FCCLA — Family Career and Community Leaders of America, March 1-4, Orlando This student organization focuses on strengthening career learning as well as service. It has qualified for state competition every year since the academy opened at Chamberlain 12 years ago. Service projects this year have included collecting food for the servicemen and -women overseas, working with Feed America Tampa Bay at Empty Bowls, and with Friends of the Riverwalk through volunteering at Smoke on the River.

ProStart, March 5-6 This initiative by the National Restaurant and Lodging Association to educate students in foodservice/hospitality industry sponsors competitions across the country, with winners progressing to a national event. Florida's event is at the Orange County Convention Center.

Who be the judge?

Lisa Pages, Chamberlain High guidance counselor

What makes you a great judge? "I like food" and tons of cooking shows and trying new things.

Favorite part of the event? Watching the students show off their cooking skills and working together in teams.

Who is better in the kitchen, guys or girls? "Oh, definitely girls."

Jennifer Rosage, Chamberlain High, assistant principal of curriculum

What makes you a great judge? Rosage says that she has judged before and understands the rubric and curriculum, and the skill level at which the students should be.

Favorite part of the event? The fact that the kids were showcasing their skills and pride in winning.

Who is better in the kitchen, guys or girls? Girls, due to their attention to detail at this age.

Jonathan Hunn, Chamberlain High's "tech guy"

What makes you a great judge? "I have an exquisite palate."

Favorite part of the event? The free food.

Who is better in the kitchen, guys or girls? "Girls? Either way it sounds terrible."

Celeste Liccio, Chamberlain High principal

What makes you a great judge? "I like to eat."

Favorite part of the event? Sampling the food.

Who is better in the kitchen, guys or girls? "Oh, the girls."

Edward Carmack, Chamberlain High alternate education/impact teacher

What makes you a great judge? The ability to be impartial.

Favorite part of the event? The opportunity to try different foods and see students' creativity.

Who is better in the kitchen, guys or girls? "Guys."

Janet Keeler, food and travel editor for the Tampa Bay Times

What makes you a great judge? Well, great might be overstating things. I eat out a lot and I cook a lot, so I think that qualifies me to judge food competitions. I always take one bite and really think about the flavors and contrasting textures. If I like it, I'll take another to make sure. And If that first bite is okay or so-so, I stop.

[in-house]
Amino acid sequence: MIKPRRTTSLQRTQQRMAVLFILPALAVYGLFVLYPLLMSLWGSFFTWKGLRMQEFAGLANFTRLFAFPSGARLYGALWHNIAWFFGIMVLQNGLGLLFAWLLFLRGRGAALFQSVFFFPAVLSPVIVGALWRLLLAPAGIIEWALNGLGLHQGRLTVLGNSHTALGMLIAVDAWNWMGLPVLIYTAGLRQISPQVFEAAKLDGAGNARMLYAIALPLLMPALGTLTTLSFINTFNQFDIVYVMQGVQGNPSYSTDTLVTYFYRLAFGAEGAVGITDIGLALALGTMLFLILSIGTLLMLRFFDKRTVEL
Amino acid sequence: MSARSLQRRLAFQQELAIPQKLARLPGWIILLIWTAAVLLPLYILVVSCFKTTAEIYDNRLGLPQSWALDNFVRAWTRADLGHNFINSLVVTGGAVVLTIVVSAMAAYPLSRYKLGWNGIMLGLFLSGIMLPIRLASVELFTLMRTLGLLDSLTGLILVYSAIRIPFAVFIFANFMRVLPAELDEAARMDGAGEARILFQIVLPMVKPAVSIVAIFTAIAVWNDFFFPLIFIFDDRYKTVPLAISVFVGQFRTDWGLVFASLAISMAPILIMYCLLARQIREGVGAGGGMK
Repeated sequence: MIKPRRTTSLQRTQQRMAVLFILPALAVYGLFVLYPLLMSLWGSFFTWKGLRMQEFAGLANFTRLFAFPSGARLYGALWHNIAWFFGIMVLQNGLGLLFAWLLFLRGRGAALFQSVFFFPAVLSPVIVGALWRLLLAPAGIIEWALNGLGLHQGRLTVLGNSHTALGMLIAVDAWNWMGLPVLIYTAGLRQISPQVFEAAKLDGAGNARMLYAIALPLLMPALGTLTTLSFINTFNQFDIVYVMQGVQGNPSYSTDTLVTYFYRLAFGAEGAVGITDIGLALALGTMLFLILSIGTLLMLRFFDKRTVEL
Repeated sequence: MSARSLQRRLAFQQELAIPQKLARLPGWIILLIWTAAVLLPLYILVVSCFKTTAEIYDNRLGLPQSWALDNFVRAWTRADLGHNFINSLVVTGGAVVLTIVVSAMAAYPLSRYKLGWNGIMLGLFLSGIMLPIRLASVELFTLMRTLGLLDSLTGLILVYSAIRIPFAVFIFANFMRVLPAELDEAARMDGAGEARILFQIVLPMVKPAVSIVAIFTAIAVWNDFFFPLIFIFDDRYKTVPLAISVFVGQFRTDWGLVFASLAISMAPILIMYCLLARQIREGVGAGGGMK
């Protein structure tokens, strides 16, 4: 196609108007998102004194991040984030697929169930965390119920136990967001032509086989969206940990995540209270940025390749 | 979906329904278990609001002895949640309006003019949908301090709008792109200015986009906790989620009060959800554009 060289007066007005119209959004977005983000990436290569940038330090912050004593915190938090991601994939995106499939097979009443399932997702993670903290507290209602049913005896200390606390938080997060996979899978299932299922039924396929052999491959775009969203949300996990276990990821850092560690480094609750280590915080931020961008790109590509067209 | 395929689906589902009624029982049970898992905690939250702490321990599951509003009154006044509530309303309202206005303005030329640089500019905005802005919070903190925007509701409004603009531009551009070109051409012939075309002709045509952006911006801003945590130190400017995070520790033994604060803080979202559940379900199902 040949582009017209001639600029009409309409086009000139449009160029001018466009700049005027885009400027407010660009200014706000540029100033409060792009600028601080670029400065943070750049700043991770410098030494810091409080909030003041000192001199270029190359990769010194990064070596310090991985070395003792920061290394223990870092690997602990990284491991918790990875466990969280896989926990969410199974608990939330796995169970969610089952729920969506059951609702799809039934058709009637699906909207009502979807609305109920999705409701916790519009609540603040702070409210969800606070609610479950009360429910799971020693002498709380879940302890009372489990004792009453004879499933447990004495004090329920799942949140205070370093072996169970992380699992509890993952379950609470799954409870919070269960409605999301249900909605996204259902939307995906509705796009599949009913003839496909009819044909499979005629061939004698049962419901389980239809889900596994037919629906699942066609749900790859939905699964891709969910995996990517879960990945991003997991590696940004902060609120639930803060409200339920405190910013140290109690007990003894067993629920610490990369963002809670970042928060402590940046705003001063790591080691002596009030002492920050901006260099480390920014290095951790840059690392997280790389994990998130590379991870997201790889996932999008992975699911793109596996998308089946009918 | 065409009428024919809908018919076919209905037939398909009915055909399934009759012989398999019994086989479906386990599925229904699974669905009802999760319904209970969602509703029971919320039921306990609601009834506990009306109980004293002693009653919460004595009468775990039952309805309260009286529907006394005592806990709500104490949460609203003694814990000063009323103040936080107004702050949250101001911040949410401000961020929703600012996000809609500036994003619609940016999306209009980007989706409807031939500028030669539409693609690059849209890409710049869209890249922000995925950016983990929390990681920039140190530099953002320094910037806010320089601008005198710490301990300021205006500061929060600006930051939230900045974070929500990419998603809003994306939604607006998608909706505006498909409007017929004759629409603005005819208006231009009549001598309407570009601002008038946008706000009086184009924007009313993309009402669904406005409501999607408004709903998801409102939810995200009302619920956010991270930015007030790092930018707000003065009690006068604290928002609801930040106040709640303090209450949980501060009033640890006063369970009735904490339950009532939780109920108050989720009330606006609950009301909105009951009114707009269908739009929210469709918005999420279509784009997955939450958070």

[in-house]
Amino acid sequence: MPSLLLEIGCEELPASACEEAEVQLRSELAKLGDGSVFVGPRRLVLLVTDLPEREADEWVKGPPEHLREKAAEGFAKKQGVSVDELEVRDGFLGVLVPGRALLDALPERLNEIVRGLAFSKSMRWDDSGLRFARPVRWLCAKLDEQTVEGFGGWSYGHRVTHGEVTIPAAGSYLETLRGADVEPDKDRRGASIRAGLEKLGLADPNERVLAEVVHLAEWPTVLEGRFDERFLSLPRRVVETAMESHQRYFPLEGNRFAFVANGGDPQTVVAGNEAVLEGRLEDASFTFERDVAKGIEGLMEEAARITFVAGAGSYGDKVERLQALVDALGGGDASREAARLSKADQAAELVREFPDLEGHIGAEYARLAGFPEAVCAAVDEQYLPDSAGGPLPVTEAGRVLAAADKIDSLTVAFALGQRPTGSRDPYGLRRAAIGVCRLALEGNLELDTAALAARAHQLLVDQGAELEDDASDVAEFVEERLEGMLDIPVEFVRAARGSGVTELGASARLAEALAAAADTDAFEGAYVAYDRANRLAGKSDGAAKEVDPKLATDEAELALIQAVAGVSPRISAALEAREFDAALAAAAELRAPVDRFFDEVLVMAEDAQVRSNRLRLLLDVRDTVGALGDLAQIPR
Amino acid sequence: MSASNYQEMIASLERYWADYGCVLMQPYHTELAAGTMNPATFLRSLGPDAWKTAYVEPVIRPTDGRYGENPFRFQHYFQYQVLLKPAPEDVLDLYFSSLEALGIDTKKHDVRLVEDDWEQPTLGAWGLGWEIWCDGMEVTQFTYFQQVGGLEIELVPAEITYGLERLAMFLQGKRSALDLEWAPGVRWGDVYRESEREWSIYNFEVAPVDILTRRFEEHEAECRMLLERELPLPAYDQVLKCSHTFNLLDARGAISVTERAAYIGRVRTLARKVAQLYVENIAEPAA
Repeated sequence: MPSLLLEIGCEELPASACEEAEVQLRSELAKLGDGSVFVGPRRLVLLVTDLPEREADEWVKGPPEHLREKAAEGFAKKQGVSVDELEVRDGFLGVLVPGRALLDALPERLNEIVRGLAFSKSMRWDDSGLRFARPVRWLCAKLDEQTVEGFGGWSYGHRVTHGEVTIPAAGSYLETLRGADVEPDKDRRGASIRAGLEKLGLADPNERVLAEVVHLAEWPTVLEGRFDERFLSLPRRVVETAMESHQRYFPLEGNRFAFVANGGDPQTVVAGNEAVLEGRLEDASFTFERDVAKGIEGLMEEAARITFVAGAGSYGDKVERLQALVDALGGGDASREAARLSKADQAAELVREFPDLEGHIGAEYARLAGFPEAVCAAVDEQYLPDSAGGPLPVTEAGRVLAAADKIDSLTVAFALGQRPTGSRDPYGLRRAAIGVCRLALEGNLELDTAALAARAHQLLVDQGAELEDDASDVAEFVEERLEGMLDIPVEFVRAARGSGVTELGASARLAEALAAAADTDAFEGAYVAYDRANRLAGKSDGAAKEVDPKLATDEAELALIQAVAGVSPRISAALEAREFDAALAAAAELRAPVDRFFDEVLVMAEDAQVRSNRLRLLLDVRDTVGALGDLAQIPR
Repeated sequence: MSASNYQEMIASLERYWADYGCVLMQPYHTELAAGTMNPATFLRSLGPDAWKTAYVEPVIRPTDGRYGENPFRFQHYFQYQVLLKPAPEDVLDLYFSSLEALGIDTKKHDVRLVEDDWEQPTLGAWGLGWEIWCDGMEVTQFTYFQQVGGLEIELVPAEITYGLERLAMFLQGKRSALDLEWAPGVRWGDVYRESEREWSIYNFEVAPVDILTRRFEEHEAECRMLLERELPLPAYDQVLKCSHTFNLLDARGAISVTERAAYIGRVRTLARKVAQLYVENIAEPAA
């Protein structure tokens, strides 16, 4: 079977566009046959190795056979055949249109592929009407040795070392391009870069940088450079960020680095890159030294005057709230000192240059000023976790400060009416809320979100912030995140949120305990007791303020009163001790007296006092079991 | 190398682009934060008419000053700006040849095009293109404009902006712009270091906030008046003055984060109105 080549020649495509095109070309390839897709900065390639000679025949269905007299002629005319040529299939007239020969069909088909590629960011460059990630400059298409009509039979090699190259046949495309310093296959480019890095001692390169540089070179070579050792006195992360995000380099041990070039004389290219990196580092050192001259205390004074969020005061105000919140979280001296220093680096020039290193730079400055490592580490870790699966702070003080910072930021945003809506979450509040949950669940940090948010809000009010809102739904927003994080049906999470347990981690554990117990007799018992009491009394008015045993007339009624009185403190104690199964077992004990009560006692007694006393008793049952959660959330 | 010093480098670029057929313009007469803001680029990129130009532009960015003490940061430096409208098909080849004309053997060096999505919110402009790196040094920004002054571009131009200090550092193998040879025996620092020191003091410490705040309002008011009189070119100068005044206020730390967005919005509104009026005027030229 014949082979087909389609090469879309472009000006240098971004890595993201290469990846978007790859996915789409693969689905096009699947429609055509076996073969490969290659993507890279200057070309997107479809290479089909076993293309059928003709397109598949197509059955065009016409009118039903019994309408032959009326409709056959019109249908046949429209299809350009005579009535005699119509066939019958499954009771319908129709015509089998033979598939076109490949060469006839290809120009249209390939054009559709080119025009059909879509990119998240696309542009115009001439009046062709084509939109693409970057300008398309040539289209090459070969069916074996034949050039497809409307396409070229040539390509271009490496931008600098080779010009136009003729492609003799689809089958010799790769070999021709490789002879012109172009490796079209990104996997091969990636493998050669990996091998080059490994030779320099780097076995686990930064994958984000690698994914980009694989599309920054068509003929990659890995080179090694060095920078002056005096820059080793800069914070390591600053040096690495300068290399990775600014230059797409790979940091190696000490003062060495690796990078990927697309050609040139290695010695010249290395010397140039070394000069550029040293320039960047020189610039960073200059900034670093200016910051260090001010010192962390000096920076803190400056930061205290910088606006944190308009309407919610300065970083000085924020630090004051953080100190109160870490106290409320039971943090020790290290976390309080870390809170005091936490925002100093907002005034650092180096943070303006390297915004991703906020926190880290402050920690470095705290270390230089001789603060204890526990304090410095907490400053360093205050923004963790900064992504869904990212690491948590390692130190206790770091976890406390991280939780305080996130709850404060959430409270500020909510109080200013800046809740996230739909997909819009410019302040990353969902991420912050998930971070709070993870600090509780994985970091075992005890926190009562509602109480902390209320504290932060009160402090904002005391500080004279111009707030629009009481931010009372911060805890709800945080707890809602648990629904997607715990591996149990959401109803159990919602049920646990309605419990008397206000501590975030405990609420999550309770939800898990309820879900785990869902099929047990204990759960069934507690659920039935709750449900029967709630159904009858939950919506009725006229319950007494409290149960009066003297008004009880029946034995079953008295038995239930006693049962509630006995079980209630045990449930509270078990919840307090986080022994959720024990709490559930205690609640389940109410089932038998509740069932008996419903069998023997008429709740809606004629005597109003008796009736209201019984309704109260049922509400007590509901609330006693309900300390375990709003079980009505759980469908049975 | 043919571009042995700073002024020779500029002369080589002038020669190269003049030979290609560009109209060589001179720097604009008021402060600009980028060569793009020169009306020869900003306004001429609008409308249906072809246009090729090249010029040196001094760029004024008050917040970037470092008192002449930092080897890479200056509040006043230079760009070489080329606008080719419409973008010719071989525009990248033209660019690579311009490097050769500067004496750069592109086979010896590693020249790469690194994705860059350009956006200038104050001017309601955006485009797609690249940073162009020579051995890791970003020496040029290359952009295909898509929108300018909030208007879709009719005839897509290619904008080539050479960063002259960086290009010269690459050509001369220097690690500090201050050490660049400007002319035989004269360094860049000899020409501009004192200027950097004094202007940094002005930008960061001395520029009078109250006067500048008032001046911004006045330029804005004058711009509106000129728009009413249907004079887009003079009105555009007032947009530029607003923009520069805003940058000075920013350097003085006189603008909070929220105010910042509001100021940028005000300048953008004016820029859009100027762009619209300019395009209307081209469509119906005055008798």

Favorite part of the event? It's was really fun to see the contestants' creativity. It was obvious that they know a lot about different types of food and presentation. I must say, though, the bacon was a big draw. I think 15 out of the 17 dishes had bacon in them.

Who is better in the kitchen, guys or girls? That's a loaded question! Interestingly, I found that the dishes made by the girls were presented better. They just looked more appetizing. It's also interesting that in our society, women do most of the in-home cooking but men make the bigger splash in the professional culinary world. Why is that?

Student judges:

Mathew Sprouse, Chamberlain High senior

What makes you a great judge? "I've done food judging in the past (and) because of this prior experience and the fact that I love to cook in my own home."

Favorite part of the event? "Being able to see the hard work and effort put into the food, on their faces, when they brought their plates out; they were relieved that they could finally let off and not stress as heavy as they were to ensure their meals were finished."

Who is better in the kitchen, guys or girls? "I think that guys are the best in the kitchen. Why? Well maybe just because I'm a guy. I'm not really sure."

Celine Syc, Chamberlain High junior

What makes you a great judge? "I've been surrounded by food my entire life. It's a passion and I love eating!"

What was your favorite part of the event? "Trying different interpretations of sandwiches."

Who is better in the kitchen, guys or girls? "Definitely girls."

Culinary students compete to see who's best in the kitchen, girls or guys 02/12/14 [Last modified: Wednesday, February 12, 2014 10:07am]